Today’s BarleyMax review takes a closer look at a green drink supplement that’s base fandom is derived from the manufacturer’s Hallelujah Diet. While the Hallelujah Diet might be popular (this review isn’t about that, so no judgment passed), our BarleyMax review puts on display a supplement that really has trouble living up to any decent expectations, as well, is overtly non-competitive.
“Hallelujah, anyone?” Not really.
BarleyMax is made by a company named Hallelujah Acres. As previously stated, they invented an anti-cancer diet known as the Hallelujah Diet. During this BarleyMax review, I’d ask that you keep this in mind as it could mean the company has some ulterior motives beyond providing the consumer with an awesome green drink. Rev. George Malkmus and his wife, who is named Rhonda, conceived the diet which is mostly based on raw foods and a bit of religion (hence the name). It allows for around 15% of fruits and vegetables to endure the cooking process while the remainder need be raw.
Unfortunately, BarleyMax ingredients consist of only barley and alfalfa grass. Yes, that’s a mere two ingredients, which leads me to believe that BarleyMax is really Hallelujah Diet BarleyMax; essentially, a covert marketing schematic. I also suggest having a look at our top 10 superfood green drink reviews before making a decision.
Product Name: BarleyMax
Company Name: Hallelujah Acres
Owner(s): Greg and Rhonda Malkmus
Product Description: green protein drink
Price: $29.95 (Per manufacturer)
There isn’t a whole lot to say here. BarleyMax ingredients consist of two grasses. There is no question that these two grasses are wonderful additions to any healthy diet, but unfortunately, BarleyMax even ruins that by only providing for 2 grams of the grasses per serving. If you mix BarleyMax with water, at least then you will be getting hydrated as an additional redeeming quality? Not much else to say, respectfully.
Both ingredients are said to be organic, which is a definite plus. They use juice extracts, which is a prime way to strengthen any green drink, but that doesn’t counter the fact that it is only 2 grams. They also claim non-GMO status and vegan and gluten free. But really, what respectable green drink has gluten? There just isn’t a whole lot of winning going on here and I’m out of breath trying to “make BarleyMax happen.”
Organic Barley: Barley grass is a legit superfood. Did you know that it contains 11 times the calcium than found in dairy milk?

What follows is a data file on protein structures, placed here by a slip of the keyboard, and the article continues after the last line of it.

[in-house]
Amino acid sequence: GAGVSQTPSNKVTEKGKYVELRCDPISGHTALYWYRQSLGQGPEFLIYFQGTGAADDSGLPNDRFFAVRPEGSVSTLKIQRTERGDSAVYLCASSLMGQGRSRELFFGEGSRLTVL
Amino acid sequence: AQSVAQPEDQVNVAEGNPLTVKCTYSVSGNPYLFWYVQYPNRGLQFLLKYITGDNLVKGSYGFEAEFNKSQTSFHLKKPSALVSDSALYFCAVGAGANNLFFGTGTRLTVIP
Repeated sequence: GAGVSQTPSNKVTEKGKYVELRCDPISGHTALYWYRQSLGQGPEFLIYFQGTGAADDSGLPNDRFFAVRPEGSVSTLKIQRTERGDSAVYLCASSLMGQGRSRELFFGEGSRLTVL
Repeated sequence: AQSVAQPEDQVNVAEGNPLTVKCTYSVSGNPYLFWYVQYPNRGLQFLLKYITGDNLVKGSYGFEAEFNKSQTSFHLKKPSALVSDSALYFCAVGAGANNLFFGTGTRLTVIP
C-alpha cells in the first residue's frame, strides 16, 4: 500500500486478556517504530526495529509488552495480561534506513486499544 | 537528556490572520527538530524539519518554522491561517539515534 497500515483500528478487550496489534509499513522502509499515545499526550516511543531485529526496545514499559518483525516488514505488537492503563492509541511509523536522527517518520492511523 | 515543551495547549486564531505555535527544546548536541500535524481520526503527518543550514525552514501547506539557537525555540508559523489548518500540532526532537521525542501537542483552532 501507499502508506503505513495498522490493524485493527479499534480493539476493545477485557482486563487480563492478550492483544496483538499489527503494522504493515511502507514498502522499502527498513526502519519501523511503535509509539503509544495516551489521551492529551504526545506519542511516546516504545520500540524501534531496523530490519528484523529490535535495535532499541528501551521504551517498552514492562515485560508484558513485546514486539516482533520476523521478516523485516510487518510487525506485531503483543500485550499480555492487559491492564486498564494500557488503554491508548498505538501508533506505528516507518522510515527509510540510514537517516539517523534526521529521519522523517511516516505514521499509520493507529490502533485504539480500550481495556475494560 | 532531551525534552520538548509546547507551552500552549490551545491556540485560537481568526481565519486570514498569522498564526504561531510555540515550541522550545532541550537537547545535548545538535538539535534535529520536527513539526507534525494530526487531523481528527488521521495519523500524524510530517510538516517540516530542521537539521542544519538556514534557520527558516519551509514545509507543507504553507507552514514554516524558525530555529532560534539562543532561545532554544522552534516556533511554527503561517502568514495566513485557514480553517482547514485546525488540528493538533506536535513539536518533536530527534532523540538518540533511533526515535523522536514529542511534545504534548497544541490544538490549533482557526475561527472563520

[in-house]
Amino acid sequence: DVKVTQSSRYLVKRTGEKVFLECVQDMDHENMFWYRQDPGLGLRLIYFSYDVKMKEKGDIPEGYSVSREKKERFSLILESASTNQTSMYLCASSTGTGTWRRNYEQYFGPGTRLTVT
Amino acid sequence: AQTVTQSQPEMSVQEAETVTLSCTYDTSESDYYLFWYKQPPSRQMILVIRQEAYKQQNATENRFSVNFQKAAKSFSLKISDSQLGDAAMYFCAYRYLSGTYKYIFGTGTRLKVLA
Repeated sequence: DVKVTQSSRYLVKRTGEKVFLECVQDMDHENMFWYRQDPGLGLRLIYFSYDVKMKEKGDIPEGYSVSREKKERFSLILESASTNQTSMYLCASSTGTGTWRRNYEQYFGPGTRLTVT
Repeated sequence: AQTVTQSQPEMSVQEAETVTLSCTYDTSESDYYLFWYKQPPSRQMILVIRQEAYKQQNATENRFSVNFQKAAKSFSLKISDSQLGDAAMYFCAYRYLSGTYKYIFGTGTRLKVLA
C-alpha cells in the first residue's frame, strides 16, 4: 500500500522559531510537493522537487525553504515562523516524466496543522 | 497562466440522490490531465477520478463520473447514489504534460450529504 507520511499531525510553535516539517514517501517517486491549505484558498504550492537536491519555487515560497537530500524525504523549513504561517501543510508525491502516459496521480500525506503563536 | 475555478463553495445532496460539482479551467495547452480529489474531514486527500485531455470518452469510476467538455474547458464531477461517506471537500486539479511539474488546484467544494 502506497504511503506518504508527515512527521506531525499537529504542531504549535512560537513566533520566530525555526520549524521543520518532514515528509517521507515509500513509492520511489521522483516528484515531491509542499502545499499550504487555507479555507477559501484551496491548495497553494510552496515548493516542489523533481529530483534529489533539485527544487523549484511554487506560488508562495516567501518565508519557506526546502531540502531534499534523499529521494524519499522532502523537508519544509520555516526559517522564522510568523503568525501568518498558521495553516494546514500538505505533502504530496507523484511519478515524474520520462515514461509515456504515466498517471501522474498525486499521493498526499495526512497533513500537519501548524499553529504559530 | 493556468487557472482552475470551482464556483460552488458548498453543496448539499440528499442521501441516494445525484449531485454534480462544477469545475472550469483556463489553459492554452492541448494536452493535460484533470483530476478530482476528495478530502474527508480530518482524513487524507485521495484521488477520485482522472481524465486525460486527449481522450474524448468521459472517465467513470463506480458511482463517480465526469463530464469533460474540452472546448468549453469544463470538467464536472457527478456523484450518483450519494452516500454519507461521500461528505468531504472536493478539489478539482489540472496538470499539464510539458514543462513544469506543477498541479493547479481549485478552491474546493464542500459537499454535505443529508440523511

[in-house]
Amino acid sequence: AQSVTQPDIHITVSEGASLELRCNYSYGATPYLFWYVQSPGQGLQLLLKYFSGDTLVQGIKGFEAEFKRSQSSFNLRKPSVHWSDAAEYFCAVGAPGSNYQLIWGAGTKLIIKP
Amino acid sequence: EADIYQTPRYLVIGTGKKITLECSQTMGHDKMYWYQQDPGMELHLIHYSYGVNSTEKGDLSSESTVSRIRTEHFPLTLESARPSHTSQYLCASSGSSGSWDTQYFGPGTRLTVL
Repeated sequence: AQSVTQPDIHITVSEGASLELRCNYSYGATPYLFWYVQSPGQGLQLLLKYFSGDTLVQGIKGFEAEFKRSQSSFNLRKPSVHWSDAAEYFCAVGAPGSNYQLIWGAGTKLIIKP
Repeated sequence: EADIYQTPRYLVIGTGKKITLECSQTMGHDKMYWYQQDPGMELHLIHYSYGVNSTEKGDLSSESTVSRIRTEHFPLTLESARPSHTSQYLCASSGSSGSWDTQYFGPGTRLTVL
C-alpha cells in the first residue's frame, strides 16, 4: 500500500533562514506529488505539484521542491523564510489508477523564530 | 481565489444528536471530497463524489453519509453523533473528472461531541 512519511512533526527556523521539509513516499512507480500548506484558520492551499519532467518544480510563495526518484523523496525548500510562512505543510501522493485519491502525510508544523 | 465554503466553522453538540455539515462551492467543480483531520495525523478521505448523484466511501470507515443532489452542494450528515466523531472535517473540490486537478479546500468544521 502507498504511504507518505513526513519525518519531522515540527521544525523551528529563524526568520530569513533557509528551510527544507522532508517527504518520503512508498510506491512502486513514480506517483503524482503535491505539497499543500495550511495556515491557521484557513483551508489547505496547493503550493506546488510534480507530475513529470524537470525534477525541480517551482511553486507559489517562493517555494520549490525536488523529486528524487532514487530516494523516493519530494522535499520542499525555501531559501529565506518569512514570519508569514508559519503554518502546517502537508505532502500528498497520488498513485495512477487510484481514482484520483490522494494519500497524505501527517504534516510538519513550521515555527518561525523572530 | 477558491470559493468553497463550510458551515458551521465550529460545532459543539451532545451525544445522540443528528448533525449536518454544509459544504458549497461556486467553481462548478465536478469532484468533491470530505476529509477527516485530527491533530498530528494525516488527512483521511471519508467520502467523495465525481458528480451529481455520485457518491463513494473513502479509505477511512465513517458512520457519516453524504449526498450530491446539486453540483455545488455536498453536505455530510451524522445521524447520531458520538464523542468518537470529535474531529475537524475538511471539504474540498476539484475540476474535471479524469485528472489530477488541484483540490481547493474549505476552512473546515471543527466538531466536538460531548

Organic Alfalfa Grass Juice: Alfalfa grass contains amino acids and is anti-fungal.
NOTE: You get barely any of either at 2 grams total.
If this is the part of the BarleyMax review where you are hoping this sinking ship gets rescued, put on your life vest, you are going to need it. It tasted essentially like a grassy, spinach-like drink. In fairness, they don’t put any additional sugars in BarleyMax ingredients, so I can’t really condemn this product for that. No green drink is going to taste amazing without some form of sugar being deployed, that’s just fact. I think, however, the lack of ingredients and value should already turn most consumers off before they get to the taste aspect.
There really isn’t much when it comes to BarleyMax’s value. It’s two ingredients and two grams for almost $30. That’s $1 per serving, which wouldn’t be bad if it contained a more competetive green drink ingredient profile. Instead, this is just consumer fleecing, marketed towards consumers who have no idea other green drinks exist.
PROS & CONS
- Uses juice extracts
- You could mix it with water and water is healthy
- Very low potent formula at just 2 grams per serving
- Uses only two grasses
- Contains no probiotics, enzymes, algae and other land-based superfoods
- Is $1 per serving which is way over-priced for what you are getting.
Take a look at our top 10 superfood green drink reviews before buying BarleyMax. It has hardley any value, it is short on ingredients, and it is probably a front to lure you into a diet program. While BarleyMax does have the redeeming quality of two very healthy ingredients, it falls short on price and ingredient amount. There is just too much solid competition to buy this product. I highly recommend against doing so. You could purchase alfalfa and barley alone and walk away with better value.
Cory has been a professional writer and researcher since 2002 and has written 1000’s of articles on health, wellbeing and nutrition. Cory is very active and loves riding his bike when he is not working on his numerous blogs.